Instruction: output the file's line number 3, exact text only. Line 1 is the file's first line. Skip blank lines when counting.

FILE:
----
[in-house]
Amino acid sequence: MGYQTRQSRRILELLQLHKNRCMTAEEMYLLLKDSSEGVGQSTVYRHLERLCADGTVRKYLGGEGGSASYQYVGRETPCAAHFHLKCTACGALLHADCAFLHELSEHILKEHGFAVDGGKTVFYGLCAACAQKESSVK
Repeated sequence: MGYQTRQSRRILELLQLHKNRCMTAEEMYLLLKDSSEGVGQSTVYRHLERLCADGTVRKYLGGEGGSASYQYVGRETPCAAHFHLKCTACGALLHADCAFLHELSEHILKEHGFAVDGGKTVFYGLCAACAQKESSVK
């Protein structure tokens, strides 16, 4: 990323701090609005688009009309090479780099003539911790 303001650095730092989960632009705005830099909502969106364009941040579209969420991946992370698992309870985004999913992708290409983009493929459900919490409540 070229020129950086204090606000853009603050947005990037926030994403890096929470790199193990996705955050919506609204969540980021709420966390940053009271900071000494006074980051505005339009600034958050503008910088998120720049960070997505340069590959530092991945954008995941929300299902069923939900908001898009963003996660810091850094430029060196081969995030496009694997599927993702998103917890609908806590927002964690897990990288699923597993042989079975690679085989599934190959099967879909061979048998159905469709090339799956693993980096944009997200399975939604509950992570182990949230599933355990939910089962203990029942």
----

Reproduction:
Repeated sequence: MGYQTRQSRRILELLQLHKNRCMTAEEMYLLLKDSSEGVGQSTVYRHLERLCADGTVRKYLGGEGGSASYQYVGRETPCAAHFHLKCTACGALLHADCAFLHELSEHILKEHGFAVDGGKTVFYGLCAACAQKESSVK